As It Happens

British baker creates life-sized edible effigy of Boris Johnson

Rosie Dummer unveiled her life-sized cake version of the Boris Johnson at the U.K.'s largest baking show in London on Friday. She drew inspiration from the U.K. prime minister's famously bungled stunt during the 2012 Olympics, in which he became stuck while suspended from a zip line.

Rosie Dummer estimates her baked effigy of British PM weighs about 'one-and-a-half real Borises'

Cake maker Rosie Dummer makes the final touches to a life-sized cake depicting British Prime Minister Boris Johnson at the Cake and Bake Show in London on Friday, Oct 4, 2019. (Victoria Jones/PA/The Associated Press)


Rosie Dummer has made cakes of Bollywood dancers, a life-size rocking horse and even the Queen's guard — life-size versions complete with the bearskin hats, gold buttons and belts.

Today, she unveiled her latest creation at the Cake and Bake show in London: a life-sized, mostly edible effigy of U.K. Prime Minister Boris Johnson suspended from a zip line, in tribute to his famously bungled stunt during the 2012 Olympics when he was mayor of London.

Here is some of what she told As it Happens guest host Nil Köksal about her creation.

Describe to us this cake you've made.

So I've got my Boris — so we've got Boris Johnson on the zip wire. This is kind of taken from 2012, where he was caught on a zip wire. And we just thought it was a little bit of a funny moment, and we were going to immortalize him in cake.

Why did you want to make a life-sized cake of Boris Johnson suspended on a zip line?

You're making me sound really nutty at the moment. No, it's because we're with a cake-and-bake show. So this is a big show in London, all for people who love baking, cake decorating.

And [we] always do a lovely feature piece at the front that's a little bit entertaining — something the public is going to enjoy. And a little bit of a show-off, really, as to what you can do with edible ingredients.

So this year, it was a little bit topical. We decided to do Boris, because everybody's talking about Boris at the moment, and we thought we'd tap into that.

And it's not just baking — the engineering involved it is part of what made us interested in your story and your creation. So gravity is a factor. How did you make this happen?

My husband is an engineer, so thankfully I get a little bit of advice from him. But essentially, I have to be honest — just between you, me and presumably your listeners — there is a little bit of structure involved, because without it, obviously, he would fall over.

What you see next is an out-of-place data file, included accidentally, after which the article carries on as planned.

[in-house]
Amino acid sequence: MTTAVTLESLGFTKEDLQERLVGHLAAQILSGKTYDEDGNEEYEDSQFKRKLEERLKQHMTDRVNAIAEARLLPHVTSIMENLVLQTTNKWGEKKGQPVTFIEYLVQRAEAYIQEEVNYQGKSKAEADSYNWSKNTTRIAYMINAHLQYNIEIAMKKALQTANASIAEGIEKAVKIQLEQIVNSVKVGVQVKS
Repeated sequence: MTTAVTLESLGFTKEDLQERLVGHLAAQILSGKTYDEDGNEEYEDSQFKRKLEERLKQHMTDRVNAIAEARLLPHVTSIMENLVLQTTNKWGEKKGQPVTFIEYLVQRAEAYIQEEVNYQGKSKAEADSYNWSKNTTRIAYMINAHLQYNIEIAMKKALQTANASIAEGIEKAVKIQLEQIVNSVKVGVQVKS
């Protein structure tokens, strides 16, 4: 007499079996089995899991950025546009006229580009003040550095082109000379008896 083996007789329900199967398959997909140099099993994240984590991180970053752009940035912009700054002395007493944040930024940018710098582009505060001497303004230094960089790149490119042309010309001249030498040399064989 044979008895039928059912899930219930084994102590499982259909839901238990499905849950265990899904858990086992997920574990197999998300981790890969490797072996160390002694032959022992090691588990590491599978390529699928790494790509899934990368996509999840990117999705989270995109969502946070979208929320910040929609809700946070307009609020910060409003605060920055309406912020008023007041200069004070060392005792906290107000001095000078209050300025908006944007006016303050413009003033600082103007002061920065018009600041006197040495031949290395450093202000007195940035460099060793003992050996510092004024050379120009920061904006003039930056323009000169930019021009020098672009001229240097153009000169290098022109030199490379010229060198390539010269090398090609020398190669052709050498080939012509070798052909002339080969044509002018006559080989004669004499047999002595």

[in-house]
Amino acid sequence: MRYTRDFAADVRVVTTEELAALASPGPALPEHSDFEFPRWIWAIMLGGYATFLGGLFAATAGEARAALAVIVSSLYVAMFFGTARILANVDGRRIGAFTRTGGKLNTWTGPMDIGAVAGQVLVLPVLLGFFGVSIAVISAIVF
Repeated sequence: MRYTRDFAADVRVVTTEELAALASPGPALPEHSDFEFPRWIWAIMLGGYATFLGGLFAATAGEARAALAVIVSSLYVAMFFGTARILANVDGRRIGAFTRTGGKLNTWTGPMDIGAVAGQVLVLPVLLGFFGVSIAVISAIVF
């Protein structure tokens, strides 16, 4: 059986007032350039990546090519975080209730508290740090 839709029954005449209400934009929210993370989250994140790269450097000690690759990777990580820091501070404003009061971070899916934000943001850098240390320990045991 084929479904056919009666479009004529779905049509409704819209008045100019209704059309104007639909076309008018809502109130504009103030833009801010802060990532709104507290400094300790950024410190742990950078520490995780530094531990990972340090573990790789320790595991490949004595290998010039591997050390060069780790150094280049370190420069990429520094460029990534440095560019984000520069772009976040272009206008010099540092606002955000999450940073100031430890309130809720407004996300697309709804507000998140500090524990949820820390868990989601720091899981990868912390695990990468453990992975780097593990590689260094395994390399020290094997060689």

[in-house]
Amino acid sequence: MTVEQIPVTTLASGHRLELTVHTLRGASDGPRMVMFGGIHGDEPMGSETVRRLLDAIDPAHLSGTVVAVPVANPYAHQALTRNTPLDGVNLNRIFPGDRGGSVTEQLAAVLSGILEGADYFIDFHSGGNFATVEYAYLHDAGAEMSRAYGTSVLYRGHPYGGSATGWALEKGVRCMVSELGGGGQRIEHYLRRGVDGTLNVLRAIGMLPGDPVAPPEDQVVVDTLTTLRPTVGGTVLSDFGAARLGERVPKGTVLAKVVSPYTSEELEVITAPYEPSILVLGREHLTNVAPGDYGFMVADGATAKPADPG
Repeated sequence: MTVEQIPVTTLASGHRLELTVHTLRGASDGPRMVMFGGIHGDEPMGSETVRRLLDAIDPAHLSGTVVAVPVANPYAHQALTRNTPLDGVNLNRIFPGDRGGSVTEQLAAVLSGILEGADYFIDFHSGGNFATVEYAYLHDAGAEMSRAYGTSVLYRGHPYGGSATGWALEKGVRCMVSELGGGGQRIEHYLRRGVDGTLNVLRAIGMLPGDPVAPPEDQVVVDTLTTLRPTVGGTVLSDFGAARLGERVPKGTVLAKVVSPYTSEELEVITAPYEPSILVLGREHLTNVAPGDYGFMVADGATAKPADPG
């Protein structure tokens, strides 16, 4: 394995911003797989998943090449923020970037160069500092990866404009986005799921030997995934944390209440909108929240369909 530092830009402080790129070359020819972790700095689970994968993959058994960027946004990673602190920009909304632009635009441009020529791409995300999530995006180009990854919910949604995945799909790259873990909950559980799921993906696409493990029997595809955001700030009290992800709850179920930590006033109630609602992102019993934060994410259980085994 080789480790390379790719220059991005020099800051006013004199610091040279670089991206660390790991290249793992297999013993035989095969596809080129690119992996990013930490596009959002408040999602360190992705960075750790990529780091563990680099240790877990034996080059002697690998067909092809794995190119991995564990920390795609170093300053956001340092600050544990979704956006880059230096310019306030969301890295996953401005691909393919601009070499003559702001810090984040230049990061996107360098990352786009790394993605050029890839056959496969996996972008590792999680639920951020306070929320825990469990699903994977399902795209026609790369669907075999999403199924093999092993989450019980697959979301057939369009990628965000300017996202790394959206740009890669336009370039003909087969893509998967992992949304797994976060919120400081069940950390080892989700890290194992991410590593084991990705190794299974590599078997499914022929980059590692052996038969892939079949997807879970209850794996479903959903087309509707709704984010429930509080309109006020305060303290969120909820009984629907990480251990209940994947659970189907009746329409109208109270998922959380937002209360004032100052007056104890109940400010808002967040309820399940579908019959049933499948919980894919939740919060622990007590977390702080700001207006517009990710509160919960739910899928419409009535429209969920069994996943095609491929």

So I do have a welder. I use the welder to create a structure that hopefully will support the body weight.

And I have to tell you: this cake is heavier than Boris himself. It takes two people to lift it. So essentially, we've got a little bit of a frame in there and that's supporting the cake itself. 

Boris Johnson was literally left hanging during a stunt as part of the London 2012 Olympics celebrations. (CBC)

How much does it weigh?

I would say if you say it's probably a one-and-a-half rugby players. I'm going to measure it like that. I'd say it's one-and-a-half rugby players.

Or one-and-a-half Borises, even. One-and-a-half real Borises. It's heavier than a person, definitely.

How long did it take you to make it?

Too long. Far too long. It's taken me, in all, probably about the best part of a month — because that's including my drawing it up, working out how to do it ... sourcing things that will help me along the way, like the frame, etc. So the best part of a month.

Dummer says the cake took over a month to design, bake and construct. (Victoria Jones/PA/The Associated Press)

But putting the cake in and doing the cake part of it has been a good week. And when I say a week, I mean, you wake up in the morning and don't do anything [else] until two o'clock the next morning. So I'd say it's double-time week, maybe.

And is it all edible?

No, no. And I can't pretend that it is, although I'd love to.

But part of the illusion is created by the fact that the bottom half is mainly the structure. All of his body is cake, and up to his helmet is cake. So I like to think of the bottom that is maybe the cake stand, if you will.

And why did you pick chocolate?

Well the truth, is I like using a mixture of chocolate and sugar paste. I always liked chocolate cake. So chocolate is one of the things that I find is an easy win, an easy sell to people. They all love it.

And also, I like covering my cakes in chocolate, because when you're doing a big cake, often here people use butter cream. But everything would just fall and slip with butter cream, whereas chocolate sets hard and you can then attach the sugar paste to it and it doesn't slip.

Your fingers crossed, it doesn't slip! But so far, so good.

Why did you pick this particular moment in Boris Johnson's political life?

I think much as I'd like to say it was because it was funny, it wasn't. It was really because of the "illusion cake" theme. So it fitted in with a theme, and suddenly the idea of someone suspended in midair was perfect.

And Boris — it just all married together. So it's been a lot of fun. Everyone's reaction has been what we wanted, which is just a little bit of fun. Whether they love Boris or whether they hate him, it doesn't matter. They've all loved the cake. They've all had to giggle.

And to be truthful, we worried that maybe people would take political connotations from it, but they haven't. They've been cool about it.

I think with any politician you run that risk. And the truth, is people will say "I love Boris," or they will say "I hate Boris, but I love your cake."

Interview produced by Rachel Levy-McLaughlin. Q&A edited for length and clarity.


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